PORTERDALE — The City Council told landlords Thursday night that it would give up on a proposed ordinance that would have required property owners to register vacant properties.
The council had already approved the first and second readings of the ordinance at a previous meeting. The ordinance was designed to address the number of blighted, vacant properties in Porterdale and provide a plan for making improvements to the properties. About 10 landlords were present at the council's work session Thursday night to protest the ordinance, which they viewed as punitive and unnecessary.
Landlord Jack Kottl asked council members why they were looking at enacting a new ordinance when the city already has laws on the books to address blighted properties. "You have laws on the books ... go after them," he said of landlords who don't maintain their properties.
Councilmembers acknowledged that the landlords present Thursday night were not part of the problem. Mayor Bobby Hamby said that the problem of unresponsive landlords has been exacerbated recently by the number of properties that have gone into foreclosure. That has made it difficult for the city to find the properties' owners, he said.
Councilwoman Linda Finger first suggested that the council drop the ordinance and was supported by Councilman Mike Harper. Harper pointed out that properties owned by the city itself aren't in the best shape. Harper said that the police station/post office building and city hall both have decayed wood, while the gym doesn't have a roof. "The only decent building we have is the depot, and it's not finished," he said.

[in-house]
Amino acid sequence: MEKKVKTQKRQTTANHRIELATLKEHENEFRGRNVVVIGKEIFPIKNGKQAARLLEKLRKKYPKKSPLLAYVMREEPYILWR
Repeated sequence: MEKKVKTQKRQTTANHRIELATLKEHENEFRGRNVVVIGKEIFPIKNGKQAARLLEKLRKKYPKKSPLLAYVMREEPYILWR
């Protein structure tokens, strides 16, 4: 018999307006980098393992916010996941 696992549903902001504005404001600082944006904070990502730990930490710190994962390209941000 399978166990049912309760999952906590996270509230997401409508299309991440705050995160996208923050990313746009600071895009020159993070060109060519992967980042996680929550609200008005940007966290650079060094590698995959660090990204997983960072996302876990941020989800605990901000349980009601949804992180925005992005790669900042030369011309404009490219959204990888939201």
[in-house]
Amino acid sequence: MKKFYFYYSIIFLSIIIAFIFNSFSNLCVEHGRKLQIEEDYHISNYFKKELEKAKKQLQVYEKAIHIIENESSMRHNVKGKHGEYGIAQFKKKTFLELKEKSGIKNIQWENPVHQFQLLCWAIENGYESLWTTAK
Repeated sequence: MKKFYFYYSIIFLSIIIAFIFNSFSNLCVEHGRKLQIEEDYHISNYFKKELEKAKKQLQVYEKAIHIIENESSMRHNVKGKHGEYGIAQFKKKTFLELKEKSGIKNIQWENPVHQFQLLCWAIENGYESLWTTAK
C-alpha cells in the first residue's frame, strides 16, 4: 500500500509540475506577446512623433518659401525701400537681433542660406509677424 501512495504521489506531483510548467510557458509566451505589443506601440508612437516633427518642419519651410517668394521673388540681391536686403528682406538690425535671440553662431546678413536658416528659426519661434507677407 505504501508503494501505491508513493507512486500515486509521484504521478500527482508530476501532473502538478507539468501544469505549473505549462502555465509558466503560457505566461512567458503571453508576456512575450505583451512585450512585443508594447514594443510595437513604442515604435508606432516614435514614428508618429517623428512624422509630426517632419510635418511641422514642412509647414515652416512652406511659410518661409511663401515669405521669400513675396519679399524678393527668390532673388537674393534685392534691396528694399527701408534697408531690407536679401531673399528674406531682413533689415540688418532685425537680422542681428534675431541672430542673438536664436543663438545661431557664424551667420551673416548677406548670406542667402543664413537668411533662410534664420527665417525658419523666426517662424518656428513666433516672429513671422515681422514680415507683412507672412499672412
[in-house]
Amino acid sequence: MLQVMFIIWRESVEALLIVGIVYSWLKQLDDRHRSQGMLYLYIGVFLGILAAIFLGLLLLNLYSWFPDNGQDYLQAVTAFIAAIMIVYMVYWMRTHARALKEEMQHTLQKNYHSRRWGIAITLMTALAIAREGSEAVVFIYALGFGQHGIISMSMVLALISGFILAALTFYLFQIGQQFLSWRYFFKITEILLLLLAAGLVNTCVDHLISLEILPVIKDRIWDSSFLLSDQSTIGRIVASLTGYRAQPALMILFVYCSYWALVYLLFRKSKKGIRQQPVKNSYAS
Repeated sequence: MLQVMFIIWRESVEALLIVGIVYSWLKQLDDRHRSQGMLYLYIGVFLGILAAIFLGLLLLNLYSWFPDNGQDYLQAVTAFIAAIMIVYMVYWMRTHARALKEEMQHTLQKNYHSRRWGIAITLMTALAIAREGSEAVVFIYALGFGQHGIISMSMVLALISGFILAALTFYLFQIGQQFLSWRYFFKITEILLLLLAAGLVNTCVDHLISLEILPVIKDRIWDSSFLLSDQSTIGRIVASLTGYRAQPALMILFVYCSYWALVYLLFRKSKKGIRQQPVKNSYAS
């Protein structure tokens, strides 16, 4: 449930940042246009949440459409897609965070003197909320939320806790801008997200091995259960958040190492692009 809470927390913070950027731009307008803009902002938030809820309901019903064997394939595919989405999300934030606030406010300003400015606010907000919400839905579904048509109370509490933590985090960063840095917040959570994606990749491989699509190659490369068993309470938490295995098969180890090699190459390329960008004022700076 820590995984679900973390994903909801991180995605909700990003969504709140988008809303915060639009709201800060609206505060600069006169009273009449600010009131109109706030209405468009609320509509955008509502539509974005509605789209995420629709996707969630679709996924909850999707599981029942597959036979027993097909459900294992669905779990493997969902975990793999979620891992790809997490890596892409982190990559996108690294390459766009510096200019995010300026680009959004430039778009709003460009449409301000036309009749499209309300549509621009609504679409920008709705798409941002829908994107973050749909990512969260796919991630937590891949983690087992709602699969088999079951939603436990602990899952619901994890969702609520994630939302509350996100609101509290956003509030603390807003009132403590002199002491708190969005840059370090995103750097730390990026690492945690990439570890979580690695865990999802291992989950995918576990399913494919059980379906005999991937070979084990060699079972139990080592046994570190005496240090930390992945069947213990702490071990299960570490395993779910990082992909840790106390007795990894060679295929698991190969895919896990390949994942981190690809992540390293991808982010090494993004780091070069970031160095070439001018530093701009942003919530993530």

Finger said she would like to see the city allow Police Chief Geoff Jacobs to follow through on his code enforcement program before any steps are taken toward enacting an ordinance addressing vacant buildings.
The Police Department has been tasked with enforcing the city's housing code after the part-time code enforcement officer position was eliminated in the 2011 budget. Jacobs is also soliciting charitable donations and help from nonprofit groups to help residents who can't afford to improve their properties.
Hamby summed up the council discussion, saying the council would take no action on the ordinance Thursday night.
"At the next council meeting I guess we'll take action to put it to rest — that seems to be the consensus," he said.
Under the ordinance, a housing official appointed by the city would have had the authority to identify properties as vacant and provide written notice to the property owner. The owner would then be required to register the building or structure with the housing official. The registration would have to be renewed every six months that the building remained vacant. The ordinance also would have authorized the city manager to establish a fee schedule to cover the costs of providing the notice and monitoring the registration information. Fines would have been levied against owners who did not respond to the notice of vacant properties.
The ordinance also included requirements for property owners to provide a plan for improving the property and a requirement that owners get a permit before boarding up a property.